Twitter, too, has heightened its efforts to rid its platform of bots and fake accounts that may be used to spread misinformation. Facebook and Twitter, along with internet search and advertising giant Google, face Senate hearings next month to answer questions on their efforts to prevent Russian meddling in the November elections.

Google on Monday warned customers to take Gmail warnings about phishing attacks seriously. “Beyond phishing for the purposes of fraud, a small minority of users in all corners of the world are still targeted by sophisticated government-backed attackers. These attempts come from dozens of countries,” the company wrote in a blog post.

Microsoft President and Chief Legal Officer Brad Smith, who has been leading the company’s charge against both foreign nation-state hackers and occasionally the U.S. government in cases related to the attempted seizure of customer data, said tech companies and governments must come together and step up efforts to protect democracy. The hacks found by Microsoft are similar to those seen in the U.S. in the 2016 election and the following year in French elections, he said.

“This is a moment in time where we should reflect as a nation that 21st century democracy will flourish only if we take new steps to protect it,” he said in an interview. “These steps cannot be confined to one political party or to people in government. We have to come together across the tech sector and in partnership with democratic governments around the world.”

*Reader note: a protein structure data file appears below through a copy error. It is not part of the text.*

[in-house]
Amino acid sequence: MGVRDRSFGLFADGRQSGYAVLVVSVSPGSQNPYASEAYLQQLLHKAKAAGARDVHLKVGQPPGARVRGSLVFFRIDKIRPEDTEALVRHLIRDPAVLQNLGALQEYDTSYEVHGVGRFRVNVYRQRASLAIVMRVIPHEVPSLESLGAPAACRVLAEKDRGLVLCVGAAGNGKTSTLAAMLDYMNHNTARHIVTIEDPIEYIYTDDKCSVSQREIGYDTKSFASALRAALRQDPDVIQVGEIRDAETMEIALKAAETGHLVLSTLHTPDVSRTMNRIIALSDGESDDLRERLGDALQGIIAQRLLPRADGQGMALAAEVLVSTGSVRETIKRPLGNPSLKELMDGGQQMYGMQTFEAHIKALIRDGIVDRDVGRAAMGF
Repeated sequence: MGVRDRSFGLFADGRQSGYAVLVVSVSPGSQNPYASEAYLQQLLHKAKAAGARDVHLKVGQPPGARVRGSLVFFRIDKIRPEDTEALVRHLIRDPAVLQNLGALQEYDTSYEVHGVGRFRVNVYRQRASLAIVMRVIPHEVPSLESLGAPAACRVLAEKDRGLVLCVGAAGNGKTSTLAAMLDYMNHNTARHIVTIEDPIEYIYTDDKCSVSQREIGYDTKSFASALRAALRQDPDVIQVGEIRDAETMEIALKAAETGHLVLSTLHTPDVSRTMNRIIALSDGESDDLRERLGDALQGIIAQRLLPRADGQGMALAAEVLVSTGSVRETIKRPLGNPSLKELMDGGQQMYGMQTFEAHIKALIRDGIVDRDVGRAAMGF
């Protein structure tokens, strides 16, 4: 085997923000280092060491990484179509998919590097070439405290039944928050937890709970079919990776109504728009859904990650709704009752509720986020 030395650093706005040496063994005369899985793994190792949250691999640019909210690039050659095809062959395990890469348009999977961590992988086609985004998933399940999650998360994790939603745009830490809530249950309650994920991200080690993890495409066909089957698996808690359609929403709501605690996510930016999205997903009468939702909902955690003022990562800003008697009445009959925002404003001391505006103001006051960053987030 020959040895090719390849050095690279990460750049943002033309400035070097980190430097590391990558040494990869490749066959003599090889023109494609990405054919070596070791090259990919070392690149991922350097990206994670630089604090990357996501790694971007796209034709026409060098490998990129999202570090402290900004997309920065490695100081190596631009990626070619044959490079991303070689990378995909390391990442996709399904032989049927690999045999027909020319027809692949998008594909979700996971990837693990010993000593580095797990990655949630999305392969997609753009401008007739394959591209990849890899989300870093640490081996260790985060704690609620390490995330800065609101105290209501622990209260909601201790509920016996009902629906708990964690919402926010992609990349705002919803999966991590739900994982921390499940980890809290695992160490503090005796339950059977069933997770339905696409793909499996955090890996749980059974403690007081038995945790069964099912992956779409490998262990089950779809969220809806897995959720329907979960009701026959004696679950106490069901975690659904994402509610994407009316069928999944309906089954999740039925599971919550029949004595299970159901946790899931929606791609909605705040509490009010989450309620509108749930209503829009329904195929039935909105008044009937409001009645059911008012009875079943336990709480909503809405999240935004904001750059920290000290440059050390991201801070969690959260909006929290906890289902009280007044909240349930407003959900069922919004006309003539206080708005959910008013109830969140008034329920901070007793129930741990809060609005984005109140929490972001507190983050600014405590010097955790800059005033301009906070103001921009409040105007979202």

Still, the decision to act is different and somewhat easier for Microsoft than it is for social-media or consumer-facing internet companies. The Redmond, Washington-based company doesn’t operate a large social network where user opinion can be swayed by posts, nor does it get the majority of revenue from advertising, which can be secretly purchased by foreign actors or linked to nefarious posts. Where Microsoft is strong is in email software, and that’s how these recent attacks have shown up – through phishing emails designed to harvest a user’s passwords and personal information after getting them to click on a link made to look like the website of two well-known conservative think tanks.

Microsoft’s activism in this space is not merely motivated by civic duty. It’s also driven by concerns that failure to act against cyber-criminals could undermine trust in technology and possibly impact business.

“Their products are the battleground,” said Andrew Grotto, a security fellow at Stanford University’s Center for International Security and Cooperation, who served as senior director for cybersecurity policy for Presidents Obama and Trump from December 2015 to May 2017. “They are worried about both actions that undermine trust in their products and there's a more sector-wide worry about what happens if these risks accumulate and become a burden on trust affecting the industry as a whole.”

And, as Smith pointed out, the think tanks, agencies and candidates under attack are Microsoft clients.

“We are in the business of ensuring the cybersecurity of our customers,” Smith said.

--With assistance from Sarah Frier and Nour Al Ali